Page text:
Every act of kindness is like a pebble thrown in a pond sending out ripples far beyond where the pebble entered the water. When we’re caring and kind to our neighbors our actions send rings of kindness that spread from neighbor to neighbor to neighbor. A Manifesto For Making Kindness A Daily Habit.
Kindness is a powerful change agent.
When I first entered banking we used messengers to deliver the daily work to the main operations center.
Each day this sour old man named Carl came to pick up our documents. He never smiled or said hello. He seemed to hate the world. He glared at us and we all glared back at him.
One day I decided I would be begin to be very nice to Carl to see if I could “crack” him. It started as a challenge, but after a couple weeks he began to change. At first only I noticed, but soon the whole office was aware of it too.
I began by greeting Carl very warmly each day when he arrived. Initially, he was annoyed by this since my calling him by name and saying hello meant he’d have to respond to me. But it didn’t take long before he didn’t seem to mind at all.
Carl began to smile and acknowledge us when he came in. He’d stop by my desk when he first arrived to chit chat and say hello to me personally. It became his daily habit.
Carl started to open up. Each day he’d reveal a bit more about his life to me. Over time I learned that he was a widower and that his only child had died too. He had no brothers or sisters and no other family.
Carl approached the world as an angry man, but deep down he really was just very sad and lonely. No wonder he glared at the world! It was his way of dealing with his pain.
I can’t say Carl became a darling because of this, but I can say he changed for the better and it was a change noticed by all.
I learned a valuable life lesson that year about the power of simple kindness.
I was raised to be kind to others to look for ways to help when I could. But, this was the first time I’d actively used “kindness” in this way.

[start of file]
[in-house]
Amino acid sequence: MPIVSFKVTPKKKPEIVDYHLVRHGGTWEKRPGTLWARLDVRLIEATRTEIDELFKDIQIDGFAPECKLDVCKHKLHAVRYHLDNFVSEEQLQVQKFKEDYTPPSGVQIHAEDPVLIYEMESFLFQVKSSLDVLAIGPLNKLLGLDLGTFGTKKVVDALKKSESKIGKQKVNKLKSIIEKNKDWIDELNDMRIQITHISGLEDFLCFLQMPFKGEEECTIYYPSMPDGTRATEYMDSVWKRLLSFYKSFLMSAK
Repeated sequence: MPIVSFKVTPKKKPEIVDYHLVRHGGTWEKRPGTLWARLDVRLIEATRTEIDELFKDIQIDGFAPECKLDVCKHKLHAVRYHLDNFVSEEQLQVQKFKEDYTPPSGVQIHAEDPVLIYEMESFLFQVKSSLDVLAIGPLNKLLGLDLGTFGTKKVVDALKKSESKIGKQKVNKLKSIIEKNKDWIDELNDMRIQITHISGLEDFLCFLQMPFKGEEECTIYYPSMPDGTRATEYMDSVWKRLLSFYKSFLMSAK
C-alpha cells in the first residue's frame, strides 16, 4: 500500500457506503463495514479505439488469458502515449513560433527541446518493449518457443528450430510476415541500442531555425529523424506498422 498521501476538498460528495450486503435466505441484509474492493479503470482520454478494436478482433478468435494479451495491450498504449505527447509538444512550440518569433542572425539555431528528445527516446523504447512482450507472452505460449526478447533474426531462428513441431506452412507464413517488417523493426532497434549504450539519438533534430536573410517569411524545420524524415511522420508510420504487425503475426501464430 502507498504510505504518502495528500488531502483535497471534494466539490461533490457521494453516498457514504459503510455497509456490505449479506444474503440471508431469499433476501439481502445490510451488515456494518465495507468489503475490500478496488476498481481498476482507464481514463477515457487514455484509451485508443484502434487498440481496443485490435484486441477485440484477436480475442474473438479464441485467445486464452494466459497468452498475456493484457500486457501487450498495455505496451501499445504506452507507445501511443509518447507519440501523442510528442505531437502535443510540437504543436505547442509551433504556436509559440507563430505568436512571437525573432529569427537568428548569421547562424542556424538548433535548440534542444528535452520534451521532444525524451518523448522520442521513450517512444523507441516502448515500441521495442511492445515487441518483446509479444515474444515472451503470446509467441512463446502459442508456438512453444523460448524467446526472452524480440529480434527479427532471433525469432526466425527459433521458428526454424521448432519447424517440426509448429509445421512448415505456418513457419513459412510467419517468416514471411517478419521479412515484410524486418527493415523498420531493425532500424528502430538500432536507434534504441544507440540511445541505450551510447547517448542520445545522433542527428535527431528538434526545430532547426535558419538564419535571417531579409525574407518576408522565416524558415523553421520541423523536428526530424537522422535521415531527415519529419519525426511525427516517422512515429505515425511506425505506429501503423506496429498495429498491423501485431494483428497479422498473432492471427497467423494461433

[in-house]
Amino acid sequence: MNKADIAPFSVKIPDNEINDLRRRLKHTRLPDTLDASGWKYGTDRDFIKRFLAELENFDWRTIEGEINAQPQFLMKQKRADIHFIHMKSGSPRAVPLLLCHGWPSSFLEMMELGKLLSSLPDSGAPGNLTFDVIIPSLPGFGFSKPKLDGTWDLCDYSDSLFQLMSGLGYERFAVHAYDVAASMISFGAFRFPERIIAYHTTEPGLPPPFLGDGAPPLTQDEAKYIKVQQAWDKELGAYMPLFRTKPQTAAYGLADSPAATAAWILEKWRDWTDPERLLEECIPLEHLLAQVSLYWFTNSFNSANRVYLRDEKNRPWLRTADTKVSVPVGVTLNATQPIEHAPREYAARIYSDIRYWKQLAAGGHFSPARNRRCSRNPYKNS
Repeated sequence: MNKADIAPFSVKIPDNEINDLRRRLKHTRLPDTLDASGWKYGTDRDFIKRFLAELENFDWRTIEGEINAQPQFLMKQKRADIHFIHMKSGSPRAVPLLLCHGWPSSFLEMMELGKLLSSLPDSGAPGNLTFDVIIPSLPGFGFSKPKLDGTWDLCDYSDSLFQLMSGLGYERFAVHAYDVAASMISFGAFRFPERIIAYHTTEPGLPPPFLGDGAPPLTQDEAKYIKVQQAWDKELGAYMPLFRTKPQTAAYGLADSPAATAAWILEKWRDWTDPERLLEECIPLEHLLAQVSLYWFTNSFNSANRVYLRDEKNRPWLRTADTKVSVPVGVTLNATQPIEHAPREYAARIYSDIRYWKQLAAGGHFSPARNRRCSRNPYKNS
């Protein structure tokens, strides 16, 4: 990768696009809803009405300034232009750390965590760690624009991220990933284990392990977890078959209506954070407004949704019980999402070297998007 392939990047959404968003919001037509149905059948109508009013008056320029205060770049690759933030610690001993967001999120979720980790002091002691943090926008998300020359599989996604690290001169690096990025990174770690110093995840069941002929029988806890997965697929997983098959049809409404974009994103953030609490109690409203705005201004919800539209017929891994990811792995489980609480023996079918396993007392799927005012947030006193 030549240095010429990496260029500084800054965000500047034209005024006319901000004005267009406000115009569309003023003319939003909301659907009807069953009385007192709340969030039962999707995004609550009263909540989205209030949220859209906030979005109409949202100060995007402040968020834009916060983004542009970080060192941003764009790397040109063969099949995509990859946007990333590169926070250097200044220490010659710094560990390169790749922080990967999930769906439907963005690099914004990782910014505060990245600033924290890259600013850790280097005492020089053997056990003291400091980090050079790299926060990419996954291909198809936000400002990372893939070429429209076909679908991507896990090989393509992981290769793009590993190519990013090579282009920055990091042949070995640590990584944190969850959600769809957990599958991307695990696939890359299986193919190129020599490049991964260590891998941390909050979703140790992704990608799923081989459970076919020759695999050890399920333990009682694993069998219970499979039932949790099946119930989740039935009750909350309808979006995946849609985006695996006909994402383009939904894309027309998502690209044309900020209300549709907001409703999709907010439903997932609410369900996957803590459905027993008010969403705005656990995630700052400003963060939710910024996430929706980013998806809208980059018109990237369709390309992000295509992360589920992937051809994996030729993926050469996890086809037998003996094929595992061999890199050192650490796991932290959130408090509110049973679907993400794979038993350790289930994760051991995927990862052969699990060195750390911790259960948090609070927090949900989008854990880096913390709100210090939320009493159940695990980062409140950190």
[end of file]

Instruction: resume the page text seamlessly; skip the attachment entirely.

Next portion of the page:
I came to understand that soft and gentle ways of dealing with others were much more effective than hard-nosed aggressive tactics. No matter how someone appeared on the outside I knew that inside they just wanted to be liked and valued and to have others take an interest in them. This approach served me well as my career advanced and I began managing larger groups of people.
After seeing how Carl’s heart had opened, I never took the power of simple kindness for granted again. I don’t know what ever became of Carl, but I like to think that feeling valued by our office helped him find some happiness in his life.
I believe kindness to be the touchstone for many other qualities that we value. If we’re kind we’re more apt to be compassionate, considerate, supportive and generous towards others too. Focusing on kindness might inspire more kindness which could even foster a culture of kindness – what a concept. It’s worth trying as far as I’m concerned.
Why not throw your “pebble” in the pond today and see how far the rings travel? You just might find that your kindness made a difference in someone’s life.
Have you ever gone out of your way to be kind to someone who didn’t seem to appreciate it? What happened? Do you think it was a worthwhile effort on your part?
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This post is part of the 31 days of Kindness project initiated by Alex Blackwell of The Bridgmaker. Visit Alex at The Bridgemaker to read all the inspiring articles on the power of kindness and to download the free book: A Manifesto for Making Kindness a Daily Habit.
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